Researchers have found that people exposed to air pollution levels well within UK guidelines have changes in the structure of the heart, similar to those seen in the early stages of heart failure. The research was part-funded by the British Heart Foundation (BHF) and is published in the journal Circulation.
A team of scientists, led from Queen Mary University of London by Steffen Petersen, studied data from around 4,000 participants in the UK Biobank study. Volunteers provided a range of personal information, including their lifestyles, health record and details on where they have lived, so the research team were able to remove patients with underlying heart problems, or those who had moved house during the study. Participants also had blood tests and health scans. Heart MRI (magnetic resonance imaging) was used to measure the size, weight and function of the participants’ hearts at fixed times.
Even though most participants lived outside major UK cities, there was a clear association between those who lived near loud, busy roads, and were exposed to nitrogen dioxide (NO2) or PM2.5—small particles of air pollution—and the development of larger right and left ventricles in the heart. The ventricles are important pumping chambers in the heart and, although these participants were healthy and had no symptoms, similar heart remodelling is seen in the early stages of heart failure.
Higher exposures to the pollutants were linked to more significant changes in the structure of the heart. For every 1 extra µg per cubic metre of PM2.5 and for every 10 extra µg per cubic metre of NO2, the heart enlarges by approximately 1%.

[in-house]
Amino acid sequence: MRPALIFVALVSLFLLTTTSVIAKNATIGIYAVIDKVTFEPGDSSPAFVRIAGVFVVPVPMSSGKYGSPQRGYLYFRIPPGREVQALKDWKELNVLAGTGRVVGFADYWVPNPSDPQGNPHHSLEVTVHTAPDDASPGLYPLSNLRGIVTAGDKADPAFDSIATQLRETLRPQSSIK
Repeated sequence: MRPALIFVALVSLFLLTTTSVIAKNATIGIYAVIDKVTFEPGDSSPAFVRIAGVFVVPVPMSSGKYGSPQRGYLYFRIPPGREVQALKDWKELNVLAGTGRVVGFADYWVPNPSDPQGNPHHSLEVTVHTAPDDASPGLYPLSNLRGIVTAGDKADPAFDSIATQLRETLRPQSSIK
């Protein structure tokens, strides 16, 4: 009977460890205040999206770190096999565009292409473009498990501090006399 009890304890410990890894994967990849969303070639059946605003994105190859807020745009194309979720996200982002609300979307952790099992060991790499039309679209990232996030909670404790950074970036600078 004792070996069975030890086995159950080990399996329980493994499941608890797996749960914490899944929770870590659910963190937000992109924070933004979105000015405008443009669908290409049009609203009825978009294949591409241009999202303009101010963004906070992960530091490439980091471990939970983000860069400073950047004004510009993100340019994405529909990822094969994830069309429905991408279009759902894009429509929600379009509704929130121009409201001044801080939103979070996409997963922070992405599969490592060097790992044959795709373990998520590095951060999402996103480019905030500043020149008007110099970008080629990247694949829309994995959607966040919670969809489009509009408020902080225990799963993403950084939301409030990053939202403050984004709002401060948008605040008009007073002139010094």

In the study, average annual exposures to PM2.5 (8-12µg per cubic metre) were well within UK guidelines (25µg per cubic metre), although they were approaching or past World Health Organisation (WHO) guidelines (10µg per cubic metre). The WHO has said that there are no safe limits of PM2.5. The participants’ average exposure to NO2 (10-50µg per cubic metre) was approaching and above the equal WHO and UK annual average guidelines (40µg per cubic metre).
Nay Aung who led the data analysis from Queen Mary University of London, UK, says: “Although our study was observational and has not yet shown a causal link, we saw significant changes in the heart, even at relatively low levels of air pollution exposure. Our future studies will include data from those living in inner cities like Central Manchester and London, using more in-depth measurements of heart function, and we would expect the findings to be even more pronounced and clinically important. Air pollution should be seen as a modifiable risk factor. Doctors and the general public all need to be aware of their exposure when they think about their heart health, just like they think about their blood pressure, their cholesterol and their weight.”
Ahead of the UK Government’s consultation on their draft Clean Air Strategy closing on 14 August 2018, the British Heart Foundation want to ensure the public’s heart and circulatory health is at the centre of discussions. The Strategy commits to halving the number of people in the UK living in areas where PM2.5 levels exceed WHO guidelines (10µg per cubic metre) by 2025, but ultimately the charity would like to see this action go further to reduce the health impacts of toxic air as quickly as possible.